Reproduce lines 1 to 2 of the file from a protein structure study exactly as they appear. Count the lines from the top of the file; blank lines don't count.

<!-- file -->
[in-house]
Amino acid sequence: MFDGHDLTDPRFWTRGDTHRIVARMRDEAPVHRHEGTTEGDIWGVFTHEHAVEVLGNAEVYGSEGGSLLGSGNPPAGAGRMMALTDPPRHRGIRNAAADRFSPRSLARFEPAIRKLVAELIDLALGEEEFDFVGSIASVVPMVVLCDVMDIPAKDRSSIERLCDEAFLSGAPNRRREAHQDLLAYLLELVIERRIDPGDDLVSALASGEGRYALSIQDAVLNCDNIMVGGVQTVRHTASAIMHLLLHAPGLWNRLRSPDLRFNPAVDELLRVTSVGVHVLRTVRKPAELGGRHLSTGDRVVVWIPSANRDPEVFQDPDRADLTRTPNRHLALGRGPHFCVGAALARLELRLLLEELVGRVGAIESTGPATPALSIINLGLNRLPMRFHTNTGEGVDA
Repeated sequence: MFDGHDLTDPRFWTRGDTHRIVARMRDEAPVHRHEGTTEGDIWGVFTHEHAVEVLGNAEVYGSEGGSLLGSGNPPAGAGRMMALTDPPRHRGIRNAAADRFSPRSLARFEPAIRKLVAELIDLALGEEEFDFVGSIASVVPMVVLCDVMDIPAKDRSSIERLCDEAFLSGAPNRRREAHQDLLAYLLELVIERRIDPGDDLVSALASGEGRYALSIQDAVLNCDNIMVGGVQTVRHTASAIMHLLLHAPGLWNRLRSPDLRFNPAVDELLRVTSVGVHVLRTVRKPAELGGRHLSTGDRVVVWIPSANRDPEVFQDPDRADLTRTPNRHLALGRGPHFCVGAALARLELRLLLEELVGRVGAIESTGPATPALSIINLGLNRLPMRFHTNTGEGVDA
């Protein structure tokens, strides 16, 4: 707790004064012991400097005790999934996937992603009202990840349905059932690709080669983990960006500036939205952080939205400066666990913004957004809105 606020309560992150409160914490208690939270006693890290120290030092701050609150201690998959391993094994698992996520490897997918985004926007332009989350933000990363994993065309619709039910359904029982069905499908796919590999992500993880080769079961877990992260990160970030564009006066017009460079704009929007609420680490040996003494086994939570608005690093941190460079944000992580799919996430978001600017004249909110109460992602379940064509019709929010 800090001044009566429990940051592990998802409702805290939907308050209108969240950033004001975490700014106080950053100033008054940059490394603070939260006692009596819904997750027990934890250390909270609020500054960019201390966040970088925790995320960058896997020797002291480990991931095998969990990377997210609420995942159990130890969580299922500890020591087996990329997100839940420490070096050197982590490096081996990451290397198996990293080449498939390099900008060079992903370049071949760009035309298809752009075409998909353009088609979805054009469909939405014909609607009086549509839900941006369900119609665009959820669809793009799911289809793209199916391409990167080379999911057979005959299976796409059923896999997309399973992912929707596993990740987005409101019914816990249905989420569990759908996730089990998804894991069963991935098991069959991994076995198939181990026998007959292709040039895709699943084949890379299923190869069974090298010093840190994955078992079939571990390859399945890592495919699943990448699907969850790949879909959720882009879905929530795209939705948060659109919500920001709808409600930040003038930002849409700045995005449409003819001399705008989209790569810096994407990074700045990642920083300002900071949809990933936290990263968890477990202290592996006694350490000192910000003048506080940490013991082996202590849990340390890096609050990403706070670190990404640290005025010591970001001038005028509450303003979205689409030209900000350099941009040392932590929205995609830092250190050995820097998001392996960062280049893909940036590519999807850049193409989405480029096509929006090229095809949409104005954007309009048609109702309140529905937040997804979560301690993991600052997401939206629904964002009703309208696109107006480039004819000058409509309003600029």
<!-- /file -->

[in-house]
Amino acid sequence: MFDGHDLTDPRFWTRGDTHRIVARMRDEAPVHRHEGTTEGDIWGVFTHEHAVEVLGNAEVYGSEGGSLLGSGNPPAGAGRMMALTDPPRHRGIRNAAADRFSPRSLARFEPAIRKLVAELIDLALGEEEFDFVGSIASVVPMVVLCDVMDIPAKDRSSIERLCDEAFLSGAPNRRREAHQDLLAYLLELVIERRIDPGDDLVSALASGEGRYALSIQDAVLNCDNIMVGGVQTVRHTASAIMHLLLHAPGLWNRLRSPDLRFNPAVDELLRVTSVGVHVLRTVRKPAELGGRHLSTGDRVVVWIPSANRDPEVFQDPDRADLTRTPNRHLALGRGPHFCVGAALARLELRLLLEELVGRVGAIESTGPATPALSIINLGLNRLPMRFHTNTGEGVDA